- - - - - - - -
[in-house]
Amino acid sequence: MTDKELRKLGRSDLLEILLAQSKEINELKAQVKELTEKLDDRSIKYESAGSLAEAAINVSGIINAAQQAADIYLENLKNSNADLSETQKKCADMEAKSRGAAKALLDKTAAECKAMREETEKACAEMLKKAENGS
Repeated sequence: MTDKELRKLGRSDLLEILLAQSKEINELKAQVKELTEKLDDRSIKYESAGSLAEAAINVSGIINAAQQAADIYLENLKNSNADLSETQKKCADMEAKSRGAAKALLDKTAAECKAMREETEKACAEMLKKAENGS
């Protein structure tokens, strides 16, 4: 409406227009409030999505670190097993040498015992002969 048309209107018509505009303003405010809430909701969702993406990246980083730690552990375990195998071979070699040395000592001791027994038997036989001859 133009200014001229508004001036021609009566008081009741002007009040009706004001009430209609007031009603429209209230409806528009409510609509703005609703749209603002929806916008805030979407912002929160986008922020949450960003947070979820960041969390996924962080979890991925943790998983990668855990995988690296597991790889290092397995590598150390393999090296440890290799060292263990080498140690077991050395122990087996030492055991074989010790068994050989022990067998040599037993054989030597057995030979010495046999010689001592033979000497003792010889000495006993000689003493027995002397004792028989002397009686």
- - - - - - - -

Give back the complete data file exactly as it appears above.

[in-house]
Amino acid sequence: MTDKELRKLGRSDLLEILLAQSKEINELKAQVKELTEKLDDRSIKYESAGSLAEAAINVSGIINAAQQAADIYLENLKNSNADLSETQKKCADMEAKSRGAAKALLDKTAAECKAMREETEKACAEMLKKAENGS
Repeated sequence: MTDKELRKLGRSDLLEILLAQSKEINELKAQVKELTEKLDDRSIKYESAGSLAEAAINVSGIINAAQQAADIYLENLKNSNADLSETQKKCADMEAKSRGAAKALLDKTAAECKAMREETEKACAEMLKKAENGS
């Protein structure tokens, strides 16, 4: 409406227009409030999505670190097993040498015992002969 048309209107018509505009303003405010809430909701969702993406990246980083730690552990375990195998071979070699040395000592001791027994038997036989001859 133009200014001229508004001036021609009566008081009741002007009040009706004001009430209609007031009603429209209230409806528009409510609509703005609703749209603002929806916008805030979407912002929160986008922020949450960003947070979820960041969390996924962080979890991925943790998983990668855990995988690296597991790889290092397995590598150390393999090296440890290799060292263990080498140690077991050395122990087996030492055991074989010790068994050989022990067998040599037993054989030597057995030979010495046999010689001592033979000497003792010889000495006993000689003493027995002397004792028989002397009686």